since they don’t capture the developer’s

    intention (which is just some default values)

    and they are maintenance problem (we must

    synchronize the attribute’s definitions and xml

    documentation of the method)

    Now the question 🙂

    How difficult is to add the constant resolution

    in the first steps of JITing ?

    That will solve problem #1 and if the default

    parameters values could be encoded as some

    internal constants (so the caller use them

    instead of the actual values) will solve #2


    I think that JITter already does much more

    complicated things, than a simple Find and Replace


  4. Dmitriy Zaslavskiy says:

    David, could you comments on the differences in JIT and NGEN in v2

  5. Eric Wilson says:

    To Panos Theofanopoulos: Why not just use public read-only fields instead of public constants? With read-only fields, I am pretty sure that the compiler does not just hoist the value out at compile time.

  6. Eric Wilson says:

    I’m confused why the JIT does heavy-weight optimizations like common sub-expression elimination. Shouldn’t those be done by the compiler? I can understand the range check optimization because the JIT and CLR already have special understanding of these types.

  7. David Notario says:


    The IL doesn’t have information about control flow and liveness. Certainly, some compilers do it to remove dead code, but because IL doesnt have it, we need to recompute it.

    Andrew: Jitting is per method

  8. Luc Cluitmans says:

    David, can you comment on differences between JITters for different CPUs, and differences between JIT in different framework versions?

    I have noticed a few times that, when doing performance tests (in C#) to decide what architectural principles to use for a problem, and trying two different approaches, one approach may be faster on the Intel (P4) processor in the desktop at my office, while the other approach was faster on my AMD (Athlon XP+) processor in my computer at home.

    Describing the whole test I happened to do this morning leads a bit too far here, but I tried two approaches to a signal processing problem. Both versions were about equally intensive on floating point calculations, but one focussed on employing virtual method calls to get a ‘cleaner’ architecture, while the other approach tried to trick the JIT into optimizing the code as much as possible by using nonvirtual methods (called from a large code-generated method instead of a simple loop) and using method arguments (backed by local variables) instead of explicit state variables.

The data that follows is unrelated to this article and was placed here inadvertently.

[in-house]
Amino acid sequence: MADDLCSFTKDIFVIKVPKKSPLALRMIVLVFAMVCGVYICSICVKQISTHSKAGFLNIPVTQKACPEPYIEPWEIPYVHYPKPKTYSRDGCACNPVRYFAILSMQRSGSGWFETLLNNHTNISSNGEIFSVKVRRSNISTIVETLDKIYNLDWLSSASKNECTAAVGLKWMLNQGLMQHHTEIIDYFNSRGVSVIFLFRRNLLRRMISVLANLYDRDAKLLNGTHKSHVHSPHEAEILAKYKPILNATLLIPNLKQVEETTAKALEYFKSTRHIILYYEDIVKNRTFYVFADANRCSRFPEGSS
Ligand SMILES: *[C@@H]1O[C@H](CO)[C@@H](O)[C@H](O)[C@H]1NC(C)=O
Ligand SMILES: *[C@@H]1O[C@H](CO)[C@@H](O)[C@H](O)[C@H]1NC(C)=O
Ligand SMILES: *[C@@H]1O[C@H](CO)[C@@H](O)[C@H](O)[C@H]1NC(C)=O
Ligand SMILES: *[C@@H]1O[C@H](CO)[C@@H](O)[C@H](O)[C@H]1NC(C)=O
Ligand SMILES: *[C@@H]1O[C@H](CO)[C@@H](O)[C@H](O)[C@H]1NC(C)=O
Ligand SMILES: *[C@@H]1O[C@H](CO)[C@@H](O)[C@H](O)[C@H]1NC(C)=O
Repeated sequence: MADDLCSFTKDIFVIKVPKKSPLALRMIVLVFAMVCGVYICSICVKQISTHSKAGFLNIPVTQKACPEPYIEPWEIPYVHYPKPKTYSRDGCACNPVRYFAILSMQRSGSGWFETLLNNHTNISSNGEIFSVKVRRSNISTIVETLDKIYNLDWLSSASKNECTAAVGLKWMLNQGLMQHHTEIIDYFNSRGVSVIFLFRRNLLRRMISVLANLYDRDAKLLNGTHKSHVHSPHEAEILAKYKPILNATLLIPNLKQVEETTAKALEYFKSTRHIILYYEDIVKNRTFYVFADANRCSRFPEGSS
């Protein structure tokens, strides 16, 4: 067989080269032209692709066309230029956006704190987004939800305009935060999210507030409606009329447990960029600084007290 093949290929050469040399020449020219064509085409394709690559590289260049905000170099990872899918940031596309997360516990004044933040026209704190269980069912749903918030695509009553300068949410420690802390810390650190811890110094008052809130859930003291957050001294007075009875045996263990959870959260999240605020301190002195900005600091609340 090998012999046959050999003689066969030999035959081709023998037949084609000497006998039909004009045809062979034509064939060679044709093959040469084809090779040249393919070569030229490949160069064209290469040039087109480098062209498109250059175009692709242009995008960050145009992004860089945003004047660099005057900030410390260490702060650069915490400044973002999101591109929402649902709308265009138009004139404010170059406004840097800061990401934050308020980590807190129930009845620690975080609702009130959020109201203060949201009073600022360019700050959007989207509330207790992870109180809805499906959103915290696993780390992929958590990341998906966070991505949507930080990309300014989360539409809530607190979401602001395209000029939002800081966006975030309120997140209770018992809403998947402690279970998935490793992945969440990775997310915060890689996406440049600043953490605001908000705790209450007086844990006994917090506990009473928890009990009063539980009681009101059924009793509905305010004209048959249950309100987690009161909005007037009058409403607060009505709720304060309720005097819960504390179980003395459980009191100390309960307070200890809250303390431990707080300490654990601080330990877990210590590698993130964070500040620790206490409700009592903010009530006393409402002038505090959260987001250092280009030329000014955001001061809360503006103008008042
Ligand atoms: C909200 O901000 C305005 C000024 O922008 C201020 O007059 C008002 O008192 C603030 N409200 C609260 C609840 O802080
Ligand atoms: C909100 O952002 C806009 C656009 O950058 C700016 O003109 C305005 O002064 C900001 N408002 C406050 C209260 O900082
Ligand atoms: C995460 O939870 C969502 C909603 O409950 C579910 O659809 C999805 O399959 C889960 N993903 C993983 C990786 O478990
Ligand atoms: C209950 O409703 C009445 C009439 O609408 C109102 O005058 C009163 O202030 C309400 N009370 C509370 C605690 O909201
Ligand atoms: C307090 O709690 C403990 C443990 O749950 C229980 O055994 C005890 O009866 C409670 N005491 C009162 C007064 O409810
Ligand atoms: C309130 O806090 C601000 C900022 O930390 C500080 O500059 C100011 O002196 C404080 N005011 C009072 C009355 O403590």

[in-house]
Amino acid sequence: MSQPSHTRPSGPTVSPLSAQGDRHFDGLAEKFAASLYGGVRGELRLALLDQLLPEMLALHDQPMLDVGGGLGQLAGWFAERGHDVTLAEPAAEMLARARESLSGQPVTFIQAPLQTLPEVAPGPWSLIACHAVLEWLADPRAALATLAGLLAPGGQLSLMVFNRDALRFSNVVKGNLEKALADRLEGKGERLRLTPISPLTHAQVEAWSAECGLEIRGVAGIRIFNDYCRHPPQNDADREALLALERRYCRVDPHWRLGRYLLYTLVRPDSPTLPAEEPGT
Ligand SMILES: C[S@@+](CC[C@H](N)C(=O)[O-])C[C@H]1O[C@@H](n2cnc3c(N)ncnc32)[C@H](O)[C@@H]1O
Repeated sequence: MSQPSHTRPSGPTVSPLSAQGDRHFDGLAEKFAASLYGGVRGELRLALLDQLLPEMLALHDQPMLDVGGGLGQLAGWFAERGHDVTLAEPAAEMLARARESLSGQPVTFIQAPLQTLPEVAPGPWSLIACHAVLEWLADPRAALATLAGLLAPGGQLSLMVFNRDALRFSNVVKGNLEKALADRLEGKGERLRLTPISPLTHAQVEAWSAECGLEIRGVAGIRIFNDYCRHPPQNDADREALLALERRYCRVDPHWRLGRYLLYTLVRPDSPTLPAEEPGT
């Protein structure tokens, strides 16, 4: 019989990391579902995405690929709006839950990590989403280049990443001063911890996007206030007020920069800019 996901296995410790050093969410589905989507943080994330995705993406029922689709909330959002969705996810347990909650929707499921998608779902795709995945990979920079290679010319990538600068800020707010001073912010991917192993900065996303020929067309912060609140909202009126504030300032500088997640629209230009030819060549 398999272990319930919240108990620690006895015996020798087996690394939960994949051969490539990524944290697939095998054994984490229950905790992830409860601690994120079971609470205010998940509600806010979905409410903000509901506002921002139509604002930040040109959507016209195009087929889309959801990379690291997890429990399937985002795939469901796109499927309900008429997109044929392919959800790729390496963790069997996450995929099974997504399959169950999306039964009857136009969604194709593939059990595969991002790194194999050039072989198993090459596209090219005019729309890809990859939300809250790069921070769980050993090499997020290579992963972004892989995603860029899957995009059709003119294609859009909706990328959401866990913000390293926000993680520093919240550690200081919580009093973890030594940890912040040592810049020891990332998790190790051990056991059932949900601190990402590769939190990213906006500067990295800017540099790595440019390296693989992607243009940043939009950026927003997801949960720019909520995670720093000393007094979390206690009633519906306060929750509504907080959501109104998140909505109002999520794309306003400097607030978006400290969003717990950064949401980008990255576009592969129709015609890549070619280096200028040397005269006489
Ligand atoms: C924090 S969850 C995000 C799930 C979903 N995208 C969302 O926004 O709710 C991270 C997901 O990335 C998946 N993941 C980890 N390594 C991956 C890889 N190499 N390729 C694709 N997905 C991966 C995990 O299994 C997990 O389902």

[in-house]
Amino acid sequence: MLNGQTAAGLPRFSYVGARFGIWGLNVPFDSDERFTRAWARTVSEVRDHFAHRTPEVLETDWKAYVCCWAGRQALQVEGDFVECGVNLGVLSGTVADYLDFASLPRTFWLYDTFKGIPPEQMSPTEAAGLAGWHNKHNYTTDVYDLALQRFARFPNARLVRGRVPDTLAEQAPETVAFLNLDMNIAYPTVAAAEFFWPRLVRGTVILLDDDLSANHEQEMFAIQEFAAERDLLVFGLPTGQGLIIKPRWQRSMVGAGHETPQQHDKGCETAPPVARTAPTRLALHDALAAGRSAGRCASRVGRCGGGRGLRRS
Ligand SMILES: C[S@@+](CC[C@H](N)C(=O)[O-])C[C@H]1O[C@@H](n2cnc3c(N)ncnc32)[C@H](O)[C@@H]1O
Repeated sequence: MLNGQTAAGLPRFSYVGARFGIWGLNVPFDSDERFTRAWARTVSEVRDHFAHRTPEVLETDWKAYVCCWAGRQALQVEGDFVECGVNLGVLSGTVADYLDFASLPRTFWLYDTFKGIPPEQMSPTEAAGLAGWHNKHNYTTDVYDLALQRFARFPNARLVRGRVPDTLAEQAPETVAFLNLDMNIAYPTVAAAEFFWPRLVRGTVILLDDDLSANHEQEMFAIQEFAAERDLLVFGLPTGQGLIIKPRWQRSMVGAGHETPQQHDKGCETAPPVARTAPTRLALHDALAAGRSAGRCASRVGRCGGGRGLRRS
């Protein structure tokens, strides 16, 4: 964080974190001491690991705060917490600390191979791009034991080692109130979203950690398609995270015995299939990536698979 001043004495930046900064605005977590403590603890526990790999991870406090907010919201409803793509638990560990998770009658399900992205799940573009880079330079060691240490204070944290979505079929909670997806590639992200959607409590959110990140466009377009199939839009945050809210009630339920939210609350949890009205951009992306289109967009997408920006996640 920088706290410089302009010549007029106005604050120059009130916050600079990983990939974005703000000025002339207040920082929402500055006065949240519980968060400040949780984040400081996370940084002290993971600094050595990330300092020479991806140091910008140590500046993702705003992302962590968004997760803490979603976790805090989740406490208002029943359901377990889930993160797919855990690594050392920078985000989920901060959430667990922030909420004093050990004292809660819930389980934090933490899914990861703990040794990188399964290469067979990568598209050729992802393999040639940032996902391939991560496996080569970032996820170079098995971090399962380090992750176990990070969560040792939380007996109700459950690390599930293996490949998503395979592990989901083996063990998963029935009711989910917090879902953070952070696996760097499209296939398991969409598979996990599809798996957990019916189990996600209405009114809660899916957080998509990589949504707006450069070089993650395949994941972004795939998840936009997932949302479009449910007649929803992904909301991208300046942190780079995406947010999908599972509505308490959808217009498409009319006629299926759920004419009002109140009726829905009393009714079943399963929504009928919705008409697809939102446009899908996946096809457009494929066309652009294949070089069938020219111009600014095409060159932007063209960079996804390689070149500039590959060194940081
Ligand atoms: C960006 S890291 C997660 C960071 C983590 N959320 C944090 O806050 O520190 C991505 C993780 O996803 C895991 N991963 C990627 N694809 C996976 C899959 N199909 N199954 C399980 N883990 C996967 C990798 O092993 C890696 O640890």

I was surprised that on 3 out of 4 test situations (AMD vs Intel and .Net 1.1 vs. .Net 2.0.40607) the ‘clean’ solution was actually (much) faster than the ‘optimized’ one.

    Can you give guidelines on what things to do or not to do to let the JIT do its work optimally? I am thinking about things like the effect of ‘sealing’ a class, virtual vs. nonvirtual methods, interfaces vs. delegates, passing data to a method as fields in its class vs passing the data as method arguments, the implications of ‘ref’ and ‘out’ parameters, etc…

  9. Simple, quick question: According to the times it takes for the JIT engine to emit a method, what is better: many small methods (these stages occur more often and the optimizations are scarse) or few large methods (these stages occur fewer times, but optimizations are heavier)?

  10. Eric : And what’s the use of const then ? 🙂

    The answer is that the static field’s value (even if it’s readonly) cannot be "inlined" by the JITter

    by inlining i mean the following

    class AsmA {

    public const int myConst = 4;


    the statement

    return 4 / AsmA.myConst;

    will generate a

    MOV EAX,1

    and the statement

    return a / AsmA.myConst

    test eax,eax

    jns positive

    add eax,3


    sar eax,2

  11. Daniel Moth says:

    Great Stuff! I know you have stated upfront the x86 focus, but I would be interested in any info you have with regards to JITing and the Compact Framework.

  12. ASPInsiders says:

    Just a reminder: Release builds are not Debug builds. Seems obvious, but it’s worth saying again. Release